CPR feedback and monitoring

The AHA first mentioned the value of using performance feedback device to improve the quality of CPR back in 2005, although there was no formal recommendation at the time [33]. ILCOR acknowledges considerable debate on whether to continue the 2010 recommendation [14] for use of these devices, based in part on the lack of evidence demonstrating a significant association between real-time feedback and improved patient outcomes [34]. Given that the available evidence did not demonstrate a harm associated with the use of the devices, AHA CPR Guidelines 2020 make a weak recommendation to incorporate real-time feedback devices into the resuscitation event for use to help optimize CPR performance.

Along a similar vein, monitoring certain physiologic parameters can provide real-time information about the quality of the resuscitation efforts, which provides the rescue team an opportunity to correct deficiencies and improve the outcome. As an example, in-hospital end-tidal carbon dioxide or arterial blood pressure monitoring resulted in higher ROSC rates compared to no physiological monitoring, although survival to hospital discharge and survival with favorable neurological outcome were not different between the two groups [35]. As a result, AHA CPR Guidelines 2020 make a new but weak recommendation for the use of physiologic parameters as a guide to improve CPR quality.

Recommendation for cough CPR

Without citing any evidence or making any recommendations, AHA CPR Guidelines 2000 suggested that intrathoracic pressure increases associated with coughing could generate enough cerebral blood flow to maintain consciousness [36]. AHA CPR Guidelines 2005 elaborate by noting that consciousness associated with the technique typically lasts no more than 90 seconds [37]. ILCOR makes a strong recommendation against the routine use of cough CPR and a weak recommendation for in-hospital use as an early temporizing measure when a non-perfusing rhythm occurs but before the patient loses consciousness [34]. AHA CPR Guidelines 2020 echo that weak recommendation, although does not expressly limit cough CPR to in-hospital use.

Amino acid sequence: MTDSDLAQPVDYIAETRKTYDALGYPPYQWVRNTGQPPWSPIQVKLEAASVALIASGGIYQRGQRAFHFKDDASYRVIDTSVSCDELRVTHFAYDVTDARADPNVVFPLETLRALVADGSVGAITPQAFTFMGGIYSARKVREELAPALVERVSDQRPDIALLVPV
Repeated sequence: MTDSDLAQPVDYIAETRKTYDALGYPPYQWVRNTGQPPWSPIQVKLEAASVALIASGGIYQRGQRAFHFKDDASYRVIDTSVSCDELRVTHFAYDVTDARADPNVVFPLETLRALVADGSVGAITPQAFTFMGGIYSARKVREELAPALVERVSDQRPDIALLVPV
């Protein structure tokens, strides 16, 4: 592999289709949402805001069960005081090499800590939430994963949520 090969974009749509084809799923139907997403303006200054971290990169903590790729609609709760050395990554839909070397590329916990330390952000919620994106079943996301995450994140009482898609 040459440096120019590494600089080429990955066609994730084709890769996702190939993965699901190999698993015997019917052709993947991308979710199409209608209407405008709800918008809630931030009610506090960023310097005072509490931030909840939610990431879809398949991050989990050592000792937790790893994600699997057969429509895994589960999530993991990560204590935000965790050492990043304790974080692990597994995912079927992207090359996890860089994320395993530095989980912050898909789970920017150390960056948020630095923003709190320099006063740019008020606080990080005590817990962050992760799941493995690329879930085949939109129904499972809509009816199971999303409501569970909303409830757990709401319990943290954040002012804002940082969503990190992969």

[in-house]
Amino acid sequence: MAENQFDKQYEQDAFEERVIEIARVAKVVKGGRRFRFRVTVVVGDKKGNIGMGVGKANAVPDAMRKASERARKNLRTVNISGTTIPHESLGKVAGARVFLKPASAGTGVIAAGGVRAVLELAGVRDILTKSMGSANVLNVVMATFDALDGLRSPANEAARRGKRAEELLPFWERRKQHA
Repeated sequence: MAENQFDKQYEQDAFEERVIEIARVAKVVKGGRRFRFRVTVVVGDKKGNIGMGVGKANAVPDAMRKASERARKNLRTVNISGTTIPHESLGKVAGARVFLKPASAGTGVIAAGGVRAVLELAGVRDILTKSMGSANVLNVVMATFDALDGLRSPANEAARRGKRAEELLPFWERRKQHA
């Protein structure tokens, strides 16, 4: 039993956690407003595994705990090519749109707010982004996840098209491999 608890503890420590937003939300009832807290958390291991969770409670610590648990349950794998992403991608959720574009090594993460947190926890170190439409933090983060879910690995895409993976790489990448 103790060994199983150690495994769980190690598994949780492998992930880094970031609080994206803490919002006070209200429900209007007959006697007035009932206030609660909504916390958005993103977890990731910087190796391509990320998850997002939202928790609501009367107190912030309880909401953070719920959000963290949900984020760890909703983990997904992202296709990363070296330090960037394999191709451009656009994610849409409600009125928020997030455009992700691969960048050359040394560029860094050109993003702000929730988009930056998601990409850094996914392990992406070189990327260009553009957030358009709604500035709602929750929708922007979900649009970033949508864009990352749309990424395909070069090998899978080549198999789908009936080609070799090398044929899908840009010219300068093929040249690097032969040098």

Without any major changes at the BLS level, AHA CPR Guidelines 2020 continue to emphasize the importance of high-quality CPR. Early recognition of the cardiac arrest and prompt CPR beginning with chest compressions provides the best chances for survival for those who suffer an out-of-hospital cardiac arrest.

  • Continue to compress the chest to a depth of 2-2.4 inches at a rate of 100-120 per minute and avoid leaning on the patient’s chest.
  • Optimize CPR performance by incorporating real-time feedback devices into the resuscitation event.
  • Keep interruptions in chest compressions to a minimum and target a chest compression fraction of at least 60%.


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Kenny Navarro is Chief of EMS Education Development in the Department of Emergency Medicine at the University of Texas Southwestern Medical School at Dallas. He also serves as the AHA Training Center Coordinator for Tarrant County College. Mr. Navarro serves as an Emergency Cardiovascular Care Content Consultant for the American Heart Association, served on two education subcommittees for NIH-funded research projects, as the Coordinator for the National EMS Education Standards Project, and as an expert writer for the National EMS Education Standards Implementation Team.